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A Topeka student and teacher. Photo: Topeka Public Schools.

Kansas kids in school after break, others across country not so lucky

With the holiday break having ended, a number of school districts across the country are deciding to go fully remote to start the new year. It comes as Omicron cases rise, though with little impact on hospitalizations and few deaths.

But thanks to a new law, you won’t find a rush to remote learning in Kansas.

Under House Bill 2134, which the Kansas Legislature and Gov. Laura Kelly approved in the spring, schools can use remote learning for a student for only 40 hours a school year, allowing for temporary issues such as weather or a gas leak at a school building. Otherwise, Lawrence families who want their children to learn remotely this school year will need to enroll them in the district’s virtual school.

The law was applauded by parents who have seen serious impacts to their children’s learning abilities in the last 20 months.

While Kansas may be at the forefront of protecting school children from the negative effects of lockdowns and remote learning, other states and cities are bowing to pressure from teacher unions.

These decisions come despite mounting evidence that pandemic lockdowns and other restrictions have taken a significant mental and emotional toll on children. The data shows that children are the least at risk of serious illness from the disease. Media reports during New Year’s weekend reported a doubling of covid deaths among children but failed to mention it rose to .000025%.

Milwaukee Public Schools on recently announced it would begin the calendar year with remote learning.

In New Jersey, Newark, Jersey City, Paterson and East Orange schools are among those taking a pause on in-person learning and going fully remote when classes were set to return.

The same can be said for Prince George’s County School District in Maryland, where more than 130,000 students attend, as well as in Mount Vernon, New York, Cleveland, Ohio, Niles Township and West Chicago, Illinois, and elsewhere.

“We have been closely monitoring our staffing needs concerning our 2nd Semester return,” a message sent to families of Niles Township schools in Skokie, Illinois, reads. “Due to staffing shortages, we have made the determination, with guidance from the Skokie Health Department, that we need to implement remote learning (Adaptive Pause) for the weeks of Jan. 3-7 as well as Jan. 10-14, 2022. We made the decision to take a 2-week pause following guidance from the Illinois Department of Health (IDPH) and the Illinois State Board of Education (ISBE) which says that school staff, faculty and students will continue to follow the 10-day isolation period for confirmed positive COVID-19 cases.”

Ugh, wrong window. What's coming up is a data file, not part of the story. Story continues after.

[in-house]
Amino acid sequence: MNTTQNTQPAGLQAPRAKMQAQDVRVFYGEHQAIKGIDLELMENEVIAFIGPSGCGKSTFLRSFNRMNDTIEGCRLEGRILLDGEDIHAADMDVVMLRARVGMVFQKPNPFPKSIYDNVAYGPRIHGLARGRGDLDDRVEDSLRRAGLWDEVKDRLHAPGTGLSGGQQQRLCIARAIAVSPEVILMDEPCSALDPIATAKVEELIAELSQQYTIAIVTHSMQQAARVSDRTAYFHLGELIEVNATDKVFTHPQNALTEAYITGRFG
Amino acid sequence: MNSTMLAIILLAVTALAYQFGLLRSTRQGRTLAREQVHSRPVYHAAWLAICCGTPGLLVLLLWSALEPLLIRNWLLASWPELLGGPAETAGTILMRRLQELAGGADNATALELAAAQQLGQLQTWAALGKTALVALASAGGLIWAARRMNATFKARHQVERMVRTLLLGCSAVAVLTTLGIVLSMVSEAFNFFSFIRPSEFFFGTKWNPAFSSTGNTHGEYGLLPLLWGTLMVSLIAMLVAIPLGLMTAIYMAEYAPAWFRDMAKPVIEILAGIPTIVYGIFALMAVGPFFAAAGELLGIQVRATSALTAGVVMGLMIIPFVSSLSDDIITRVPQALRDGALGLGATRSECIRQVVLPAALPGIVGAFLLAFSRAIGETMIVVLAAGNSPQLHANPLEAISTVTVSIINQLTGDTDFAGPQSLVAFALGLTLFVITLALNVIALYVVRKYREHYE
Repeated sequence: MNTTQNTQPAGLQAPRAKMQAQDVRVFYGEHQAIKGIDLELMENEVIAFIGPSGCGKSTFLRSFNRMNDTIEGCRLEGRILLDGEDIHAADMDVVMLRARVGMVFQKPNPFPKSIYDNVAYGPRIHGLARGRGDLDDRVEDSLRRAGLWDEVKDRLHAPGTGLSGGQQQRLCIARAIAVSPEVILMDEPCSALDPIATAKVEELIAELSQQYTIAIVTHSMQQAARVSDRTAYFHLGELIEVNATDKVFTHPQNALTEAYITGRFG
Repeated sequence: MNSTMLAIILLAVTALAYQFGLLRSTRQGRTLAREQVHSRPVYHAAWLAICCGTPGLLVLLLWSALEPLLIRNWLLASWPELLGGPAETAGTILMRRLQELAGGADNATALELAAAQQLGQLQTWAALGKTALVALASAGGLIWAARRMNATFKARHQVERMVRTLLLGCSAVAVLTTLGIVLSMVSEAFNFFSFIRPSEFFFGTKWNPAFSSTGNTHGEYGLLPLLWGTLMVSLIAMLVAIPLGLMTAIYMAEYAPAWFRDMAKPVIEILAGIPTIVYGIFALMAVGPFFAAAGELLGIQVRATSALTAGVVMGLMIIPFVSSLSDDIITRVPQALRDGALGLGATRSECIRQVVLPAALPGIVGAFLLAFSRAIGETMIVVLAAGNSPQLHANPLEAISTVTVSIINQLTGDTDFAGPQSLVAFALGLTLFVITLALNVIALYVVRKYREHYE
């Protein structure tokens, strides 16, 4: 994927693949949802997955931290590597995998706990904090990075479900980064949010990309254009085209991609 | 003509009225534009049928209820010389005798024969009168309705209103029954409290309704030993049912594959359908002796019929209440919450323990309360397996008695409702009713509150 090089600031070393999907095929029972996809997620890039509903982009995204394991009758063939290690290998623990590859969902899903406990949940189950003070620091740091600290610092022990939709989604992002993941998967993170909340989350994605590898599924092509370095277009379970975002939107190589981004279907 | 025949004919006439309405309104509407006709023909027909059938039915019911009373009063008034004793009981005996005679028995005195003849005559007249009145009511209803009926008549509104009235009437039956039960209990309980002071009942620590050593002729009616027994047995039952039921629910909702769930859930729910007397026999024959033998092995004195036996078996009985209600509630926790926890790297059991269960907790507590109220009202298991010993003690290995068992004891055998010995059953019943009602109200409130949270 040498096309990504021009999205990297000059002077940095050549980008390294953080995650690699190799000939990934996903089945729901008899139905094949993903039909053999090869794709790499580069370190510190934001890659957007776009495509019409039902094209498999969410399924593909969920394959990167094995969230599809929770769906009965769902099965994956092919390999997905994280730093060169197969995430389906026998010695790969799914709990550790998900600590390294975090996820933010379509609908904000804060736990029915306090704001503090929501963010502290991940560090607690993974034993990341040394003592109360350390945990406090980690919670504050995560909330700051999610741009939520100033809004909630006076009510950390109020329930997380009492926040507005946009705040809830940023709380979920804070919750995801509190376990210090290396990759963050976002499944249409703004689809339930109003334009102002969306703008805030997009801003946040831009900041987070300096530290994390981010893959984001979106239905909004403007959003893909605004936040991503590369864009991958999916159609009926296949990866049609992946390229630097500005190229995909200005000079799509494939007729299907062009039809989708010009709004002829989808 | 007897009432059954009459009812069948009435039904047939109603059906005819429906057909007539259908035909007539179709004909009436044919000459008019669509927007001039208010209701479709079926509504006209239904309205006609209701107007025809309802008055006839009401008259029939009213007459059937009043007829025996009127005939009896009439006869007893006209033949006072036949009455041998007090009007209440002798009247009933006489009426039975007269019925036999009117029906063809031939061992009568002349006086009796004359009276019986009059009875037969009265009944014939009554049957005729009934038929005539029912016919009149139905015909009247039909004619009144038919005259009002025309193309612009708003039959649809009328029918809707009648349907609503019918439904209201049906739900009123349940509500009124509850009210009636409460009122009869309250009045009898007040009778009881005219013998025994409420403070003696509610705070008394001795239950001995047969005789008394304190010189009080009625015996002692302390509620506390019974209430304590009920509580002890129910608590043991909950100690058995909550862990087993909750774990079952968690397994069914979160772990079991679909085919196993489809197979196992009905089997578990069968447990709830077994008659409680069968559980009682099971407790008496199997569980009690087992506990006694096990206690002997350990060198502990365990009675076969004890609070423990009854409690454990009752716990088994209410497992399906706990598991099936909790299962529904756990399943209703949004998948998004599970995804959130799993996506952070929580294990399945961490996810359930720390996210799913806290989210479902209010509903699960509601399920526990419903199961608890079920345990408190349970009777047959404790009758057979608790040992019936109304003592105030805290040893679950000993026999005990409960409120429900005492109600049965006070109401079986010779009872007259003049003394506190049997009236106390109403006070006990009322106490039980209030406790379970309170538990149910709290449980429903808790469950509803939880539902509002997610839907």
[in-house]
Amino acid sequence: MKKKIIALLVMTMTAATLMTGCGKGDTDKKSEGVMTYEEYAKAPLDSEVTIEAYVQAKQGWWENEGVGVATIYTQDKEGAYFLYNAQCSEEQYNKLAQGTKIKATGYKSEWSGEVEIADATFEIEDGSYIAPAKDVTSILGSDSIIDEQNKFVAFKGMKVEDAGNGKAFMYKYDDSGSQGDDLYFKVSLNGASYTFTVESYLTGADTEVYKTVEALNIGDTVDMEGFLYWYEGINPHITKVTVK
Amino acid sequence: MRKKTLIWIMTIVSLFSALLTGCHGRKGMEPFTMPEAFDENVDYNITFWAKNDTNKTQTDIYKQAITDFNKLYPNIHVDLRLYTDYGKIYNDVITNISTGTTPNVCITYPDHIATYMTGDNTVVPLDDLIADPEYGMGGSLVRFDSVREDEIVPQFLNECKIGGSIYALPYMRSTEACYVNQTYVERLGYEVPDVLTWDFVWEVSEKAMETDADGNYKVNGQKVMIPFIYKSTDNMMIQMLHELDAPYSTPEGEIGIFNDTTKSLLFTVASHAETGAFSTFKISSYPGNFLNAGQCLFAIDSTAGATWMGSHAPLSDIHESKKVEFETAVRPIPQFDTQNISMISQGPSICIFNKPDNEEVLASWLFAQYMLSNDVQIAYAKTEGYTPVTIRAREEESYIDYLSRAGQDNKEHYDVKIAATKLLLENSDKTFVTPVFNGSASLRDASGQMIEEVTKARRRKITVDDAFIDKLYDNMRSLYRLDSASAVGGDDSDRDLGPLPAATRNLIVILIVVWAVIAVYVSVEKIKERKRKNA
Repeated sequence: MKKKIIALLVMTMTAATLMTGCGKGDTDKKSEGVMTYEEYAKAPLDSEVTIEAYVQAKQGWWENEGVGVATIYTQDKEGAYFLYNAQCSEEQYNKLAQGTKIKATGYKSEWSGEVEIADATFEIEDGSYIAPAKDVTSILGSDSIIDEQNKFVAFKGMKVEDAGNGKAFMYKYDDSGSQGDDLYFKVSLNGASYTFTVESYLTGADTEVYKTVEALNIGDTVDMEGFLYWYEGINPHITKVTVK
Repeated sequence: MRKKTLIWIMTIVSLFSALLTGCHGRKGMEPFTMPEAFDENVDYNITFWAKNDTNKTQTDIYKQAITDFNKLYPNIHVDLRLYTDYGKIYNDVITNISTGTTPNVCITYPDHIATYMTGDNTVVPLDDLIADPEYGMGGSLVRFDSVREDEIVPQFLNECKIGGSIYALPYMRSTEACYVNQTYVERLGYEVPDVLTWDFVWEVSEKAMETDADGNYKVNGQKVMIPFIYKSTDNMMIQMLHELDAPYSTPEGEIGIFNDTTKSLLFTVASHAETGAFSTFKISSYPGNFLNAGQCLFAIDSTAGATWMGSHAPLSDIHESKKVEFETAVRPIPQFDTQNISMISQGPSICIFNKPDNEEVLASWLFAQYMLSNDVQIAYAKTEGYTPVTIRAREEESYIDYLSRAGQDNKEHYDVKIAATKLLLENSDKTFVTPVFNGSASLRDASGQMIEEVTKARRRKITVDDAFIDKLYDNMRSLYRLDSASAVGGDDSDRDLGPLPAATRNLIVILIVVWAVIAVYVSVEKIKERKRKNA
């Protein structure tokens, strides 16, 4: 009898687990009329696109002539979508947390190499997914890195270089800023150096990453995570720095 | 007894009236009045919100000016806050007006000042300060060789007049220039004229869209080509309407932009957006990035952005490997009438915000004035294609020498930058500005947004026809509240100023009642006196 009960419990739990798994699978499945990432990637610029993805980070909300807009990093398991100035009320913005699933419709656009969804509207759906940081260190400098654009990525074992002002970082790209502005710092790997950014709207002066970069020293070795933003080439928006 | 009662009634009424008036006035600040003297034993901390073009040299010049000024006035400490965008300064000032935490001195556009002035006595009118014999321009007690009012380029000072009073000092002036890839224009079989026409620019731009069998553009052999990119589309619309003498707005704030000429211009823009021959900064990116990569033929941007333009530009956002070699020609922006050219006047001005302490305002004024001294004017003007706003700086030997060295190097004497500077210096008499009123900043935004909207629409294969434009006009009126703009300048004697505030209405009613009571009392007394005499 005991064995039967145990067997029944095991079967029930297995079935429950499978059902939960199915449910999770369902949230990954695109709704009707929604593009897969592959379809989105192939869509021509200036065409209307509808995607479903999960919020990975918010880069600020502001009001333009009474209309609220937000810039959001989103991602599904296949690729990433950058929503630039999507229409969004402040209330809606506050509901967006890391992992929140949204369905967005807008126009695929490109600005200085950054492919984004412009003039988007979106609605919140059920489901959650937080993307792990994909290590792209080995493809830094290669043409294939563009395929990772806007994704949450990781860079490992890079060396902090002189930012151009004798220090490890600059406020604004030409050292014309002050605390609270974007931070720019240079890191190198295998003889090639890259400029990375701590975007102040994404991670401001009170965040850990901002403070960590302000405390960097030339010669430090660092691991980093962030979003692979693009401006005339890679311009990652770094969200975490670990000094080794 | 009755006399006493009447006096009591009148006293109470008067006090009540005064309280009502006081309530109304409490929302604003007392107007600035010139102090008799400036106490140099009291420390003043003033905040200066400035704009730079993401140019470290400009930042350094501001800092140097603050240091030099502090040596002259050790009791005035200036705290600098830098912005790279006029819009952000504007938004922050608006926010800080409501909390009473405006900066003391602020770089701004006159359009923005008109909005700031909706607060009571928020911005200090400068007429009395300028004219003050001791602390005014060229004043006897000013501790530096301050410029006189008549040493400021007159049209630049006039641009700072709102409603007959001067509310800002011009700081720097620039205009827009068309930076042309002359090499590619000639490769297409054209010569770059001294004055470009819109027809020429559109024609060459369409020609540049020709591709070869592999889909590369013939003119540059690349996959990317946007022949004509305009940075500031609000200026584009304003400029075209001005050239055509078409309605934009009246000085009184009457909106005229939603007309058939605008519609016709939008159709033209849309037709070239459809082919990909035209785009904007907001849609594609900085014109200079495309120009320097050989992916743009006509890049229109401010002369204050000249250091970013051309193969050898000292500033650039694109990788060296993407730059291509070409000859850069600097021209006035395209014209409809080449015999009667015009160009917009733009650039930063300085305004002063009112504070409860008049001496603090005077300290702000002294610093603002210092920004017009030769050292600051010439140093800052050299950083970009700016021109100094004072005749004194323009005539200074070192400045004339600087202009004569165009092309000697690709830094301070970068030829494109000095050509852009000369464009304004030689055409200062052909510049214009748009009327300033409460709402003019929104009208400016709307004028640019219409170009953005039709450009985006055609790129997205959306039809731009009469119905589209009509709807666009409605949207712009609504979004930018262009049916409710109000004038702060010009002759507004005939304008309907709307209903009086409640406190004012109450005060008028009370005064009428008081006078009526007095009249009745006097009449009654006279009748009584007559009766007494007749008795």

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The U.S. Centers for Disease Control recently revised its quarantine guidance for confirmed positive cases, saying asymptomatic people can isolate for just five days, but ISBE is directing schools to maintain the 10-day quarantine window.

Teachers unions across the country are openly advocating to close schools in January in the wake of a rise in cases due to the omicron variant.

“Recklessly opening school buildings right now instead of working to reduce community transmission is, once again, needlessly putting millions of lives at risk,” National Educators United tweeted. “National #2weeks pause now to #ProtectOurCommunity.”

Other teachers unions are using the hashtag #SickOut2SaveLives to endorse walkouts in New York City, Chicago and elsewhere.

But academic research increasingly finds that closing schools and other COVID-related restrictions are hurting children’s development.

“School closures contributed to increased anxiety, loneliness and stress; negative feelings due to COVID-19 increased with the duration of school closures,” a study from Professor Carl Heneghan, director of Oxford University’s Centre for Evidence-Based Medicine, found.

“[E]ight out of ten children and adolescents report worsening of behavior or any psychological symptoms or an increase in negative feelings due to the COVID-19 pandemic,” Heneghan wrote.

When lockdown restrictions were first imposed last year, mental health-related visits to emergency rooms increased by 24% in those ages 5–11 and by 31% in those ages 12–17, the CDC reported. The data is among several listed in a newly published Pediatric Health, Medicine and Therapeutics journal article that highlights the worsening mental health conditions of children in the U.S.

Working parents of younger school-age children also will have to call off work or make other arrangements to help their children during remote learning.

–Reporter Bethany Blankley and Just The News contributed to this report.

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